I decided to leave Tehran after a few days. I will be back in Tehran before I fly out at the end of my trip and plan to write about it in more detail then. I only have 19 days and I wanted to make sure I have enough time to see the other cities in detail before I leave. So I jumped on a bus bound for Kashan.
All of the buses to the south of Iran depart from the South Terminal bus interchange. It is conveniently located on one of the metro lines. I have a Tehran metro card that I can use on all buses and subways. Very easy to get around and a far better transport system than my home city of Perth.
Kashan is small city that sits on an oasis on the edge of a desert and with a population of around 450,000. More on Kashan in the next post.
The quality of buses for intercity travel within Iran is very high. The journey to Kashan is about 4€ on one of these large, luxurious ‘VIP’ buses and takes 3 hours. The buses are very warm and the chairs huge and reclining. I am actually looking forward to taking one on a night time journey later in the trip. I don’t normally sleep well on buses, but on these guys I will sleep like a baby.
I wanted to try to capture some of the landscape during the journey south. So I set my camera on a quick shutter speed to minimise motion blur and settled in.
Things got off to a very promising start. I really didn’t know what scenery to expect, other than it was likely to get quite desertous and less mountainous than the areas to the north of Tehran. I was very right on the deserts, but pleasantly surprised to be very wrong on the mountains. The mountains around Tehran followed me the entire journey south. I really should look at a terrain map of Iran because it’s clear I have no clue.
I captured this mosque about an hour out of Tehran. Extremely pleased with how it turned out given that I was travelling at about 80km/hr and looking through a bus window.
I guess if you want to set up a store selling stuffed toys on the side of the road that gets a lot of traffic, the main road south from Tehran is a fairly decent place. It’s impossible not to notice this guy as you drive past. Great for exposure to potential customers, but the lack of foot traffic must make it tough to sell.
It is very common to see this kind of thing in Iran. I have managed to learn the Persian numbers from 0-9 and so I can tell this a probably a phone number, but can only presume it’s purpose. I kinda hope the last bit translates to ‘call this number for a good time’ and is some kind of a prank. But I think it is more likely a ‘for sale’ sign.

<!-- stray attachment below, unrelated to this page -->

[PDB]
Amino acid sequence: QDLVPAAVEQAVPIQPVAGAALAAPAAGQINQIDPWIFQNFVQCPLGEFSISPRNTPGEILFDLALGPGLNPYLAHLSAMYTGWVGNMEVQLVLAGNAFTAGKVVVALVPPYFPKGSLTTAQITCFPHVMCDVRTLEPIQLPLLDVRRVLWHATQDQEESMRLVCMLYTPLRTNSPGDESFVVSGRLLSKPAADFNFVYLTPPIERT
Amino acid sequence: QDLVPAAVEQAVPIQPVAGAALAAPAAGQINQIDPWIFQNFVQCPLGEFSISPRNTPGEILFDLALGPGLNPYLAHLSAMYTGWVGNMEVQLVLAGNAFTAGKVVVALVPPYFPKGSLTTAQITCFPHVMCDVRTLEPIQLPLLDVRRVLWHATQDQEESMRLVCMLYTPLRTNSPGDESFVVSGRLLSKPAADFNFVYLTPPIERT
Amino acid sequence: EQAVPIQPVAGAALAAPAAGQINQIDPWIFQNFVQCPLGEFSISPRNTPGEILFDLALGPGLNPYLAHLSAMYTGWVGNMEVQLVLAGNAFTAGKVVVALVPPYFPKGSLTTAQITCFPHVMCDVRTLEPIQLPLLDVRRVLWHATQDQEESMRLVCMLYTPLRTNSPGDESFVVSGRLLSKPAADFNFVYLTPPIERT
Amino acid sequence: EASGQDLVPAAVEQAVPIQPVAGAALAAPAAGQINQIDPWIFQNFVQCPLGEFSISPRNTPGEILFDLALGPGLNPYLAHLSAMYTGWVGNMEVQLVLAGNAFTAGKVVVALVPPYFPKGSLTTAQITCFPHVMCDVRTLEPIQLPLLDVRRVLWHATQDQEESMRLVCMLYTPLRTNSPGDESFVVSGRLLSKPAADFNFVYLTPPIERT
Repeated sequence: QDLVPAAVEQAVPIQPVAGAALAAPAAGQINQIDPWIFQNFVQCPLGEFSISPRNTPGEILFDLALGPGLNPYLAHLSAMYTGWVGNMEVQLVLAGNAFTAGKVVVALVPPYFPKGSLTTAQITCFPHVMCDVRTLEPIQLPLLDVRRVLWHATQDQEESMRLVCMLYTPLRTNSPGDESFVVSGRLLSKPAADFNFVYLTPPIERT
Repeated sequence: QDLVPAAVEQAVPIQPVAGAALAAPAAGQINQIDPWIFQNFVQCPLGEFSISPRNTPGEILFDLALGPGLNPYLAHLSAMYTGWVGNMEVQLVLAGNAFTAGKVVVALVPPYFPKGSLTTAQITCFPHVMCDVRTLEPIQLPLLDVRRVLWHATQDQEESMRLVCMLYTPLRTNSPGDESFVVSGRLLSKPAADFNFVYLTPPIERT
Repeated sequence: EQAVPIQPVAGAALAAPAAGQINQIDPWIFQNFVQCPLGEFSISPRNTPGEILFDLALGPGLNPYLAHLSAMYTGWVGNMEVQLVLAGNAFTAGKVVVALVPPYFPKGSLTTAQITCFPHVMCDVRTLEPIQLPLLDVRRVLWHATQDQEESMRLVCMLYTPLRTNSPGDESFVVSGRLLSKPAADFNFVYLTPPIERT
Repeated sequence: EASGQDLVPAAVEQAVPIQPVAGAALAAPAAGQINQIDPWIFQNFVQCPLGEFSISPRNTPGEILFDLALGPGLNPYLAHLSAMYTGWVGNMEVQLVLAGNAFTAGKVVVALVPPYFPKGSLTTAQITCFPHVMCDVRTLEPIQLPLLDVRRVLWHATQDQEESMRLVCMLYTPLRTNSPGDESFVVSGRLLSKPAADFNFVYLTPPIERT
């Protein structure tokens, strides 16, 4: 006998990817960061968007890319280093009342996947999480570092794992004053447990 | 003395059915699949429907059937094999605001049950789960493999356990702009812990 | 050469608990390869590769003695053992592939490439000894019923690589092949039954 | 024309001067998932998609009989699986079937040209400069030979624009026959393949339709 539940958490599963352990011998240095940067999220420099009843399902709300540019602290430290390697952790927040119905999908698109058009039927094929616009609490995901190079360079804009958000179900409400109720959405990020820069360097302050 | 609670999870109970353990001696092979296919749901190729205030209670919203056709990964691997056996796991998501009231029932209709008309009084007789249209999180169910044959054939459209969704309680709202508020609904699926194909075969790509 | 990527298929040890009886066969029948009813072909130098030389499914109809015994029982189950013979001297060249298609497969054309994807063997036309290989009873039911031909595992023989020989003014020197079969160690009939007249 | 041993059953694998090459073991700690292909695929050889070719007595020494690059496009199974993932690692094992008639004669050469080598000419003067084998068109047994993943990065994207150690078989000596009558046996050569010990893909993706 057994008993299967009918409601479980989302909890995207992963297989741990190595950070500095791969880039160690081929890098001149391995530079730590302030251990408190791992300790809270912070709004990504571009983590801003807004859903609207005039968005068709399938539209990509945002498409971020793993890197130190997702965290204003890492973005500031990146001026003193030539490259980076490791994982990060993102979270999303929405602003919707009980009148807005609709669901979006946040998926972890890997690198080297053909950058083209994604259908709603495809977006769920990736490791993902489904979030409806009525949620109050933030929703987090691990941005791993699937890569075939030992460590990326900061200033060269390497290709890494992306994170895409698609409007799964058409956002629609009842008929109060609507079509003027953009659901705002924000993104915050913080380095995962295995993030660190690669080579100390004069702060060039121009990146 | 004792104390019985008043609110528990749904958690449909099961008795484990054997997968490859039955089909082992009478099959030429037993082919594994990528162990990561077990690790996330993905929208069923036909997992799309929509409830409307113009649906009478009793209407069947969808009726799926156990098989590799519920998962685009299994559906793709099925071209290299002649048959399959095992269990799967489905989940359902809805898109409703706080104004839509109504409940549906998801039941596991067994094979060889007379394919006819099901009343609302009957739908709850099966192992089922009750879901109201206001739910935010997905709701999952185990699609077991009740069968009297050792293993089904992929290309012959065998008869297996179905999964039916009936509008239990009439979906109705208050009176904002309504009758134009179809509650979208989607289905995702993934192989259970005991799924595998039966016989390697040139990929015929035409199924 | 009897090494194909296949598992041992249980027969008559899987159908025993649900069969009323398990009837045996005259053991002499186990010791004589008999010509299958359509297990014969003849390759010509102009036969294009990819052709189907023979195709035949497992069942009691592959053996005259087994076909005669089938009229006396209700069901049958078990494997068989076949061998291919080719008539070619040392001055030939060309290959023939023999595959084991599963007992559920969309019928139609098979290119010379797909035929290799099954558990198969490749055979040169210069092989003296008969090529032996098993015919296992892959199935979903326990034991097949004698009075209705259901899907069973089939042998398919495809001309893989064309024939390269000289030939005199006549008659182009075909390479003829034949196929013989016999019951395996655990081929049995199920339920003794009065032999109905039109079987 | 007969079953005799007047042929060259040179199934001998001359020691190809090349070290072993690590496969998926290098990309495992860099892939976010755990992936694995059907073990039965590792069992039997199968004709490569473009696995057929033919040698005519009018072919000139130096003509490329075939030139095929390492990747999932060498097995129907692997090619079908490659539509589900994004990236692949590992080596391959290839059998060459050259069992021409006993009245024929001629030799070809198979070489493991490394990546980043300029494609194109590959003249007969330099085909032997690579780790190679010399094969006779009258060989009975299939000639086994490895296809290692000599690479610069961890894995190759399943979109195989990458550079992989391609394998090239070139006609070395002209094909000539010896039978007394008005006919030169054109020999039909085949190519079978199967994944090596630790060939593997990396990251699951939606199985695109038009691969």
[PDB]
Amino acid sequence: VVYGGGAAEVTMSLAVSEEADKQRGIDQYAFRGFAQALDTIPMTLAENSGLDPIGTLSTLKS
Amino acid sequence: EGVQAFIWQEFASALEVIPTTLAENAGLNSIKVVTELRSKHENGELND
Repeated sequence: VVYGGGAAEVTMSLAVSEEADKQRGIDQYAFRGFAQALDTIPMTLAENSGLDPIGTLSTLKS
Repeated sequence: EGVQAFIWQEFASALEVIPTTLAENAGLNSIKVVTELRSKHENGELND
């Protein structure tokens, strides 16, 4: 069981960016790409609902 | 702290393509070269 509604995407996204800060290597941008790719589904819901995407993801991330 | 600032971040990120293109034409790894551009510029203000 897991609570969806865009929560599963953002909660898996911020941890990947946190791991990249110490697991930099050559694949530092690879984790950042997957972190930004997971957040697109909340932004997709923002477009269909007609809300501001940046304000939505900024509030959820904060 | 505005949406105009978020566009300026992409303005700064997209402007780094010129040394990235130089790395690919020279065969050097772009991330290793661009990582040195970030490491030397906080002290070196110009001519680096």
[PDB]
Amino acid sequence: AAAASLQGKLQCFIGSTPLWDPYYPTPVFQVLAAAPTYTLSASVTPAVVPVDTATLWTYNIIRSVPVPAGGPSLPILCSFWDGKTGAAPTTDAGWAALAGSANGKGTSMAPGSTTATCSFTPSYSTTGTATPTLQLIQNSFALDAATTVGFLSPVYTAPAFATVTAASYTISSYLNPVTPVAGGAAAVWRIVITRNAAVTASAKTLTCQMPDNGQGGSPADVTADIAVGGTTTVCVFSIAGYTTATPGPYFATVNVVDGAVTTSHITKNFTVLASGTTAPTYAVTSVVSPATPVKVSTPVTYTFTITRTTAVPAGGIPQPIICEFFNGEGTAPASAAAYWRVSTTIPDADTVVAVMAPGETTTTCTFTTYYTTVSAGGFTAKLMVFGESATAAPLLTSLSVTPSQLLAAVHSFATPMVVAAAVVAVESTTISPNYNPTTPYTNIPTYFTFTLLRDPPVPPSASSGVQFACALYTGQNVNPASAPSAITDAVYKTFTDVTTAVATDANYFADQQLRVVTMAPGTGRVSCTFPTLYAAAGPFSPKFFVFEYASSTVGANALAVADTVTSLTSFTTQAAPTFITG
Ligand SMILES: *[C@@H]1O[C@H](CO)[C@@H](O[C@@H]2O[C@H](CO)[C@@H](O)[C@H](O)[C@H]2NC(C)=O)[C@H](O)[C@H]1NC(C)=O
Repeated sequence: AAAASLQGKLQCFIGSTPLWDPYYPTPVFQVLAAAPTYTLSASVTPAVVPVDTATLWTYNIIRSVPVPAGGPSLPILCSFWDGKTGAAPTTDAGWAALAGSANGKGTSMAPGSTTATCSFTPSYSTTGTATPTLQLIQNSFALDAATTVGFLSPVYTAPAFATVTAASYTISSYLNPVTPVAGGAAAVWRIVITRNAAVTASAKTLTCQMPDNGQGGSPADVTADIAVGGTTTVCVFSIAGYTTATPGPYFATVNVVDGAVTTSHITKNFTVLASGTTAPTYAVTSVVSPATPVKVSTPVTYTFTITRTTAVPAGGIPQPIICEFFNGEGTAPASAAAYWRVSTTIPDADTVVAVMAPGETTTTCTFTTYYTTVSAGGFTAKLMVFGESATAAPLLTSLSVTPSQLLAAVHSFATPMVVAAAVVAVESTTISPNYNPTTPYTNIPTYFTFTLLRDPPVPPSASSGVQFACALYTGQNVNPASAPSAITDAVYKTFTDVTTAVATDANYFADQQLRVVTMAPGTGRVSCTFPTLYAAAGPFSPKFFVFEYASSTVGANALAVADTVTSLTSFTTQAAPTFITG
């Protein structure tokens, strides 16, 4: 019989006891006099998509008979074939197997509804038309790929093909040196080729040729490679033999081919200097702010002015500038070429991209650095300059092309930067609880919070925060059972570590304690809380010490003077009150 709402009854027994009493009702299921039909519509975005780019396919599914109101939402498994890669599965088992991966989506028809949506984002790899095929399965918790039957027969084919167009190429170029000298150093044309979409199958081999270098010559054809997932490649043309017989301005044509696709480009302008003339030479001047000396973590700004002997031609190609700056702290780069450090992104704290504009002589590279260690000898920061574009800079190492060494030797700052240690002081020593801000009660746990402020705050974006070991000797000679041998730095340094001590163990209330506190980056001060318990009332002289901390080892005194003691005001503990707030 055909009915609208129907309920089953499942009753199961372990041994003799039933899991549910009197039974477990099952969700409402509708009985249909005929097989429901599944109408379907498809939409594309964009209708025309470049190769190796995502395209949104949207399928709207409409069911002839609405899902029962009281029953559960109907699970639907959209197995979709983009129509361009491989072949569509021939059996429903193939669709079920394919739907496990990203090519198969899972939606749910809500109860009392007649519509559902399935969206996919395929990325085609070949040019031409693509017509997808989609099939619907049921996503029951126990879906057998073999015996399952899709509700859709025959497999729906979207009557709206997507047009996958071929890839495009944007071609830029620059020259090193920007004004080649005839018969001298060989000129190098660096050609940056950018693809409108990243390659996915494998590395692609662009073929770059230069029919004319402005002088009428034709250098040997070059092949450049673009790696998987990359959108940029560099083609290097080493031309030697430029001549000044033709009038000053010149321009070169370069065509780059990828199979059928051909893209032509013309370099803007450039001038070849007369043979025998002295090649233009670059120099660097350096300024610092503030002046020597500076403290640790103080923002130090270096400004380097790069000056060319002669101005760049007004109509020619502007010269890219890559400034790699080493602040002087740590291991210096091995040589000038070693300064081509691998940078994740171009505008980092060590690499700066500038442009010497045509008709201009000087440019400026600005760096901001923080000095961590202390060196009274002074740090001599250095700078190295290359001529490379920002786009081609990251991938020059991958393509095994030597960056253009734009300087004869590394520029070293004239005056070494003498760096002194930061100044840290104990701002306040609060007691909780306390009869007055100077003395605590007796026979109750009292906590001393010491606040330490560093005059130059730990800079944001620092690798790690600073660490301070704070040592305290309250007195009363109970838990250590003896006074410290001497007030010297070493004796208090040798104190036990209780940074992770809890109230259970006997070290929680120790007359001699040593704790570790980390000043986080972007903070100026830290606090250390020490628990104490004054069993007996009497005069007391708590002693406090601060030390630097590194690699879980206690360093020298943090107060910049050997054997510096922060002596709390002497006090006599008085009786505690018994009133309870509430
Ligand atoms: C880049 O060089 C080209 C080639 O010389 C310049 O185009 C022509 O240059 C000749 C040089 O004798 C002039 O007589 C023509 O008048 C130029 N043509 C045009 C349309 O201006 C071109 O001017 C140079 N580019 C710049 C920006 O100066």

If I squint a bit this looks like I could be back in the Pilbara region of Western Australia and this truck could be hauling a few hundred tonnes of iron ore. This kind of lumpy landscape appears frequently out of the left side window of the journey, but largely it is flat desert plains.
There is however the occasional small town like those in the last few shots. These towns are all quite a bit smaller than Kashan, the city I was heading to, but quite similar in terms of their location sandwiched between the deserts to the east and mountains to the west.
Speaking of mountains, I snuck over to the right side of the bus to take this photo. These mountains followed me all the way south from Tehran. As someone who comes from a very flat region of the world, I find these kind of views mesmerising. I think it must amuse the locals to see me running back and forth from one side of the bus to the other to take photos of the mountains and deserts that they have grown up with. I was travelling with a girl from the Netherlands for this bus trip and unsurprisingly she was as equally taken with the landscape.
Kashan itself looks extremely promising and will be the topic of my next post. The photos I saw of Kashan while planning the trip looked amazing and is what convinced me to make the stop when a lot of other travellers continue straight on for Isfahan or Yazd.
The full Flickr album for this trip from Tehran to Kashan can be found here.